Sending love and keep talking here if it helps at all. flowers

GetOrfMyBin Sun 21-May-17 23:53:51

I'm so so sad. I thought I was doing ok and handling it but this evening I've been a wreck. I made the mistake of checking my work email earlier today and think I'm going into some potential stress tomorrow so that's had me on edge all day and possibly hasn't helped.

Lately anything I've been watching seems to have a lot of dad relationships in or has a reference to suicide. Not on purpose mind you, it just seems to pop up. I'd already had a bit of a cry as settling DS (4) at bedtime he was talking about my dad and about how he didn't get to say bye when he was alive. So I talked to him about that and after I went downstairs I cried a little.

DH asked if I wanted to watch anything so we decided to carry on watching sense8 and at the end of episode 9 of season 2 (don't want to say what happened in case of spoilers but it was dad related) the floodgates just opened and I keep bursting into tears.

It's not fair. I just want to go back to knowing he was having a long phone call. I don't want to go into work tomorrow and have to deal with shit I don't have the energy to deal with. I just want to stay in bed and sleep, to not have to feel.

Dlpdep Mon 22-May-17 00:36:58

Can you take some time off? I'm sorry. It's so difficult.

bassetmum Mon 22-May-17 06:37:17

Getorf can you not talk to someone at work and get some of your more stressful stuff given to someone else for the short term? I went back to work 3 days after dad died because I couldn't stand being at home anymore. You must just do what feels right for you.

I also found that after my dad died I would hear stories about cancer everywhere- on telly, on the radio, in magazines. I now don't think it was anything more than is normally around I was just more sensitive to it.

Iris65 Mon 22-May-17 06:46:59

I am so sorry. The other posters have said a lot of what I would have already so I won't rehash it.
I just want to repeat that it will get better. The following organisation might help too:
They specifically support people who have been bereaved by suicide.

Hemlock2013 Mon 22-May-17 06:53:52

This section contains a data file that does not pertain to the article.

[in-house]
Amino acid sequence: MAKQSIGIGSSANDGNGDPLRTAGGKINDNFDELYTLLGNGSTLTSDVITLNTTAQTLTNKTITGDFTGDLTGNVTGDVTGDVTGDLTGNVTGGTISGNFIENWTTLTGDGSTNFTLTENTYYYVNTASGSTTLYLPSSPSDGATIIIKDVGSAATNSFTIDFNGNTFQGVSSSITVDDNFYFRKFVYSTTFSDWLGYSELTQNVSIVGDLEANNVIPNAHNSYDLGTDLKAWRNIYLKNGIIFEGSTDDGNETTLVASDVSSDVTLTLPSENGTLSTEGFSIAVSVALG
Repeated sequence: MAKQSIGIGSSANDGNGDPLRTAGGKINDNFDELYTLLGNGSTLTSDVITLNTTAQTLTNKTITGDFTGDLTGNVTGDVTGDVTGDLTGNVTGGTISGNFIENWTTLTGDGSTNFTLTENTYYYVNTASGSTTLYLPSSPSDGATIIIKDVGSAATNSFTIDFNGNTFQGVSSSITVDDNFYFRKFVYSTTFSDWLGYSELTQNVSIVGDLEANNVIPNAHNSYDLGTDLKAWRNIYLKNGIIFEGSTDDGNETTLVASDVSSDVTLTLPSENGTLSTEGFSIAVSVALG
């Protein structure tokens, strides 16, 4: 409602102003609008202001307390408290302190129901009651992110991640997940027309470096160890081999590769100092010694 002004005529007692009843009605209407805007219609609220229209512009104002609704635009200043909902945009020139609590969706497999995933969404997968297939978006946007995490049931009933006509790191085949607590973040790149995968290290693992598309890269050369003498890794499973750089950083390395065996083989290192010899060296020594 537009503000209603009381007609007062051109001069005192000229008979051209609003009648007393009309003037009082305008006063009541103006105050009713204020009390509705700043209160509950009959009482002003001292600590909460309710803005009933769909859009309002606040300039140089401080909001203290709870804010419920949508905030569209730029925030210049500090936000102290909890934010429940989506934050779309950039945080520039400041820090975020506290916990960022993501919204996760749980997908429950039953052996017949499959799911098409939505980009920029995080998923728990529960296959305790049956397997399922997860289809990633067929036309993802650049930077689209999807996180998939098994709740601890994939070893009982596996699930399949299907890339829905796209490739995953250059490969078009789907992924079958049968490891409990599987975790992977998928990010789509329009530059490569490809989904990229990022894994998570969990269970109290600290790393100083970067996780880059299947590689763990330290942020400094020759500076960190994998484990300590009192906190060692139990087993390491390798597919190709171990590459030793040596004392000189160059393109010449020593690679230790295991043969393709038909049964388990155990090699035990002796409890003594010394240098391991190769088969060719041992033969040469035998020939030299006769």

It's good to feel the emotion though isn't it. There are references and triggers everywhere, your dad is a huge part of your life, your world. You can't and won't avoid thinking about it.

I read "safe" books when I was really in the grip of grief. A safe place to escape to. A lot of telly was not good, there are suicide references eveywhere, and again the way people reacted to me, either imagined or real, were all triggers.

It's shit, appalling. But you need to get through it. If crying is it then just cry when you need to. It's ok...

You sound like you're doing amazingly. X

Hemlock2013 Mon 22-May-17 06:54:51

I also wrote letters to him, angry and sad, whatever stage I was in. It helped. X

rizlett Mon 22-May-17 06:57:12

You are right op - it isn't fair. It's very early days since your dd died and it will take time for you to get through this.

It's ok to cry - even in front of other people. Life and death is sad. It's ok to be sad. Quite often the sad is mixed up with anger too. When my dad took his own life I was so angry. I hated every man in the world and every daughter who still had their dad. (and then hated myself for feeling like that.) I still have some difficulties with dad/daughter relationships but now I know how to manage that.

I no longer cry if I see anyone taking their own life on tv - we don't really say 'committed' or 'suicide' anymore because those words are related to the past when it was ridiculously considered a criminal act.

Like you I thought it was everywhere but actually it was only that I was more aware. (like when you get a new car - you start to notice all the cars the same.) I did find it helped me to keep at work - even though I wanted to give up and stay in bed - work helped keep part of my life 'normal.'

It's ok to cry - a lot. It's ok to be angry - a lot. Despite what my dad did I still am who I am and I still love him and if he was still here I might be happier or I might not. That's not really down to what he did or didn't do - that's down to me - how I look after myself. After a long time I now totally accept what he did - I might not like it but I understand enough and love him enough to accept his choice. It wouldn't be mine - but I'm not him and he's not me. We are all different.

When things get hard please think of calling samaritans. Or maybe look for a support group where you will find other people who truly understand where you are.